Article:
Each month, the Office of Sponsored Programs will spotlight a different PI and their research. If you are interested in being featured in our next spotlight, please email  . Please be sure to provide us with an abstract (3-5 paragraphs) about your research, explanation of your recent project, the amount your project (s) were funded for, special events that you are hosting or coordinating, obstacles or challenges you faced during the application process, if applicable, and a photo of yourself .   

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David Kennedy,  Director, National Network for Safe Communities
The National Network for Safe Communities (NNSC) works with cities to reduce violence, minimize arrest and incarceration, and increase trust between law enforcement and the public. NNSC invents and implements original solutions to important public safety problems in ways that achieve meaningful results, build on the strengths of criminal justice agencies and communities, are informed by shared values, and create new common ground among disparate parties. We have received recent, high-level support for our overall portfolio of work from the Pritzker Foundation in the amount of $2 million.

We are also working actively under grants from dozens of cities in the U.S.—and now internationally—to implement our Group Violence Intervention. The strategy’s focus on the street groups at highest risk for violence has shown serious impact in cities nationwide. For example, New Haven, Connecticut, saw a 73% monthly decline in shootings involving group members in a recent evaluation. The John D. and Catherine T. MacArthur Foundation has provided continuing support for this work in Chicago in the amount of $1,200,000. A recent evaluation of Chicago’s implementation showed a 32% reduction in shooting victimization among those treated by the strategy.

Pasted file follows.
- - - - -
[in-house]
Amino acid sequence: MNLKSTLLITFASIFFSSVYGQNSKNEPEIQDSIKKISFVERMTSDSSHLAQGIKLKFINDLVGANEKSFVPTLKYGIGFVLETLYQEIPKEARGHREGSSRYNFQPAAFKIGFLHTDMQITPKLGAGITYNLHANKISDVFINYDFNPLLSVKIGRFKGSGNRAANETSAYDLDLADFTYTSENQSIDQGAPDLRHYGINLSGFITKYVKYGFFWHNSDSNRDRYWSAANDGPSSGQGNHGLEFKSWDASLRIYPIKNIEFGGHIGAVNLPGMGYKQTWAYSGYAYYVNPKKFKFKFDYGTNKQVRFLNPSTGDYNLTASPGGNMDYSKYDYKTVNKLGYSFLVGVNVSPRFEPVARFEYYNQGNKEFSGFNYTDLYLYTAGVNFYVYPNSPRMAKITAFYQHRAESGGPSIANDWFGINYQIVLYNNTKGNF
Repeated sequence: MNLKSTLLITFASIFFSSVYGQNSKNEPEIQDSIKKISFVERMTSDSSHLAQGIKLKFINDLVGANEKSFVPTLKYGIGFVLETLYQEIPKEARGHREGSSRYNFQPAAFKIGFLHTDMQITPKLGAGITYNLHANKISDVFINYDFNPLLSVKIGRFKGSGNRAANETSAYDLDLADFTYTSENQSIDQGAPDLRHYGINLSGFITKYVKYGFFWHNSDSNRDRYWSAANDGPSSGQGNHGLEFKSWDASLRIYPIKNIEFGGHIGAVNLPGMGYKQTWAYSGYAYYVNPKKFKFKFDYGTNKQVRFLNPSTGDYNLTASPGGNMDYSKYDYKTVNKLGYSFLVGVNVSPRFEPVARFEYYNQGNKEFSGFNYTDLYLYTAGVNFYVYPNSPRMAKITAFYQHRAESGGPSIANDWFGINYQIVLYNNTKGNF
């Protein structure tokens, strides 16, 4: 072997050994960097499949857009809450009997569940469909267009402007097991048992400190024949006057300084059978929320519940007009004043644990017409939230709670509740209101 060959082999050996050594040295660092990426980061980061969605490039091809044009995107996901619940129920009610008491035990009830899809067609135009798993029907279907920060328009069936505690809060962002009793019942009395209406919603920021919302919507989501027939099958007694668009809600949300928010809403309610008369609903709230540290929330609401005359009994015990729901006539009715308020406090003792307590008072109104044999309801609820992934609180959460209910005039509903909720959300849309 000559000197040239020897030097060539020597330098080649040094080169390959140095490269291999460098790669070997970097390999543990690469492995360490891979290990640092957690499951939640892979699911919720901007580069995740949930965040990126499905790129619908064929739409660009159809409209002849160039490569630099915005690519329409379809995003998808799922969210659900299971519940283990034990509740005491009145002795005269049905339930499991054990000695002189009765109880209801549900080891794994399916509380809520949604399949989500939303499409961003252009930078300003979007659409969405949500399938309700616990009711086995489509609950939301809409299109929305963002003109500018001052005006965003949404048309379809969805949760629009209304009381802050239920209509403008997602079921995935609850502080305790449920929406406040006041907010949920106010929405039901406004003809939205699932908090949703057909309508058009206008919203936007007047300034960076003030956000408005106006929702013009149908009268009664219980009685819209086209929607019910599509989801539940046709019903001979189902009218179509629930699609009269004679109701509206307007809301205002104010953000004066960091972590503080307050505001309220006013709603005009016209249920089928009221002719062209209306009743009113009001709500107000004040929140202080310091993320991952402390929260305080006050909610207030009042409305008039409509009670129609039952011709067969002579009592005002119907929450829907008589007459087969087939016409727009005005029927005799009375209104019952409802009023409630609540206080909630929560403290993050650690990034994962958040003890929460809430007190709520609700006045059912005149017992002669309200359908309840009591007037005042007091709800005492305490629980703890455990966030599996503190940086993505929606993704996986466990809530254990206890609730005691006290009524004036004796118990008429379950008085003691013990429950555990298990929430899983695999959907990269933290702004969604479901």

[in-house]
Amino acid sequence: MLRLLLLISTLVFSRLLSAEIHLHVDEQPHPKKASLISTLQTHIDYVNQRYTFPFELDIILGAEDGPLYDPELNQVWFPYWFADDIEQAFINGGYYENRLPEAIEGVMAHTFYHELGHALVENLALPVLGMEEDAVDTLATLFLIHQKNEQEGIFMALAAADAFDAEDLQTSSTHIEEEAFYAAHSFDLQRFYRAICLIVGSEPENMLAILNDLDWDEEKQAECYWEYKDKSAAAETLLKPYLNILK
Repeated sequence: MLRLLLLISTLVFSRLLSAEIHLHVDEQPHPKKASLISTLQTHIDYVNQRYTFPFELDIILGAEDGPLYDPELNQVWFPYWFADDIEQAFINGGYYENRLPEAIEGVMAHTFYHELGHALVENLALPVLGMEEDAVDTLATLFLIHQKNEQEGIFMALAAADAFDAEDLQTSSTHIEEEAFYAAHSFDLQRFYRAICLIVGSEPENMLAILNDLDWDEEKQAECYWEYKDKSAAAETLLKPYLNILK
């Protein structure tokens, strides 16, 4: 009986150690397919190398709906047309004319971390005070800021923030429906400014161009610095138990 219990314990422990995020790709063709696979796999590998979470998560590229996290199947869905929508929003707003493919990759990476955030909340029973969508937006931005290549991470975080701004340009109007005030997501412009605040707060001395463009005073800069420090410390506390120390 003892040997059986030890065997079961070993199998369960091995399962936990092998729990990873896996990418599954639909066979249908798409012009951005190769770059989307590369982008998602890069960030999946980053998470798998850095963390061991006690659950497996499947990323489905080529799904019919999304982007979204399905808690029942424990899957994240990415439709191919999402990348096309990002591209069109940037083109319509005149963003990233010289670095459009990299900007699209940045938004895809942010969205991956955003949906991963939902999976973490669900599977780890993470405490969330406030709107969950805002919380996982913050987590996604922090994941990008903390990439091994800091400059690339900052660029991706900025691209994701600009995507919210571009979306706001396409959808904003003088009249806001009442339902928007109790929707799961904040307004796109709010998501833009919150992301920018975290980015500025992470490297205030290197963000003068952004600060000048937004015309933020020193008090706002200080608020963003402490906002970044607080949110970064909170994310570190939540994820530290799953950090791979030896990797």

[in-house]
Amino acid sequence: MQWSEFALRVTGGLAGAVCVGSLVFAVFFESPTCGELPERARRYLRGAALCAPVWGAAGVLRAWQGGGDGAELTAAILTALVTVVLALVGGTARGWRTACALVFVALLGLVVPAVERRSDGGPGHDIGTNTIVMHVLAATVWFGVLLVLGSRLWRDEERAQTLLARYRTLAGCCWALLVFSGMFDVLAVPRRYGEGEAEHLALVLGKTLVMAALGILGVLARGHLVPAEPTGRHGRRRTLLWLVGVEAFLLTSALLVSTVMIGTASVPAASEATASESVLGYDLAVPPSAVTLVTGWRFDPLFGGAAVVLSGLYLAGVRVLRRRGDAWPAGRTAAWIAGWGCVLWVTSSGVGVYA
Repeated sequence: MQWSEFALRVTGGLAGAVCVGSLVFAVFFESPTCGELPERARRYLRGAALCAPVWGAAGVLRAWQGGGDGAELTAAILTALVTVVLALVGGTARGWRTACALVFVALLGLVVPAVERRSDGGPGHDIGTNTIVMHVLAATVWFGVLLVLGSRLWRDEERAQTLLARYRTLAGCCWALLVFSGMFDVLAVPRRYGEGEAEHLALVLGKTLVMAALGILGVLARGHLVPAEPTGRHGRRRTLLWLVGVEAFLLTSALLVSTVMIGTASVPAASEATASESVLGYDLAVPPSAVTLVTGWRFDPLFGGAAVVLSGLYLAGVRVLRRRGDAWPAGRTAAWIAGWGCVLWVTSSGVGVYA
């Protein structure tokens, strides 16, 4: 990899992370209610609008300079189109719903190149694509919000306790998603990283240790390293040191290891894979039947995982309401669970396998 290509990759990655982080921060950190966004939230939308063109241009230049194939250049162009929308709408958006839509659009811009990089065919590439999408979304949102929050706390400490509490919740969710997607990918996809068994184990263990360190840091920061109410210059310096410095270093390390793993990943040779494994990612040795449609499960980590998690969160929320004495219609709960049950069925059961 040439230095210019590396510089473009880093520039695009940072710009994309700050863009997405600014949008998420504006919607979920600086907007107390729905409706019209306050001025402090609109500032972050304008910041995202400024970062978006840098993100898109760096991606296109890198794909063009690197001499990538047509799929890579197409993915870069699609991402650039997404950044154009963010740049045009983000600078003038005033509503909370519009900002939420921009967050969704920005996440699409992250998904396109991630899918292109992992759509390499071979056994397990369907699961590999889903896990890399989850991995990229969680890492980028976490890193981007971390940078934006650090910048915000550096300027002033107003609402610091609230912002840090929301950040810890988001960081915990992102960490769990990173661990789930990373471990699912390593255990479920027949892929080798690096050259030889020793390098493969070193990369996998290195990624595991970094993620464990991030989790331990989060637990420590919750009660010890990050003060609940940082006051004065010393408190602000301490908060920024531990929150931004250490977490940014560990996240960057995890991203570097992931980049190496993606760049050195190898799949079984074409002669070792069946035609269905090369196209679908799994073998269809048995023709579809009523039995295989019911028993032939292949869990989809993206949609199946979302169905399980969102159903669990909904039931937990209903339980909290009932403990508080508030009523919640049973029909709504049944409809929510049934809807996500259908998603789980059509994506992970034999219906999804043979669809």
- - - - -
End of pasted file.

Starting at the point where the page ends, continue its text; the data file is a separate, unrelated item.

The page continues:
A major part of the NNSC’s violence interventions is an offer of help to the people at highest risk. In recent years, we have been rethinking that offer of support to make it more effective. Under a $450,000 grant from the Langeloth Foundation, we are working with national partners in six pilot sites to build a special “support and outreach” structure tailored for the highest risk population. This includes measures to address trauma, protect group members from harm, and provide low-cost but pressing needs that are often not accounted for.

An overarching theme of our work is trust-building. Communities that don’t trust the police are less likely to report crime, ask for help from officials, and participate in community crime prevention. In many communities, that mistrust is deeply rooted in histories of racist and oppressive law enforcement. To improve trust, the NNSC has developed a police-community reconciliation process to apply at a citywide scale. The U.S. Department of Justice supports this work in the amount of $5.75 million through the National Initiative for Building Community Trust and Justice, as part of a pilot project in six cities that also offers training for law enforcement to enhance procedural justice and reduce implicit bias. A separate grant of $150,000 from the Department of Justice’s Office of Community Oriented Policing Services is supporting the production of a book about the reconciliation process.

As they look ahead, NNSC anticipates stronger partnerships with prosecutors’ offices to drive public safety and build trust. A $3 million grant from the Manhattan District Attorney’s Office supports the Institute for Innovation in Prosecution (IIP), a project to reimagine the role of prosecutors nationwide. The IIP will give prosecutors transformative resources to reduce crime, address disparities in the system, and drive the change that we see unfolding in many quarters across the nation.

David Kennedy co-founded the National Network for Safe Communities at John Jay College. He is the author of Deterrence and Crime Prevention: Reconsidering the Prospect of Sanction, co-author of Beyond 911: A New Era for Policing, and a wide range of articles on gang violence, drug markets, domestic violence, firearms trafficking, deterrence theory, and other public safety issues. His latest book, Don’t Shoot, One Man, a Street Fellowship, and the End of Violence in Inner-City America, was published by Bloomsbury in 2011.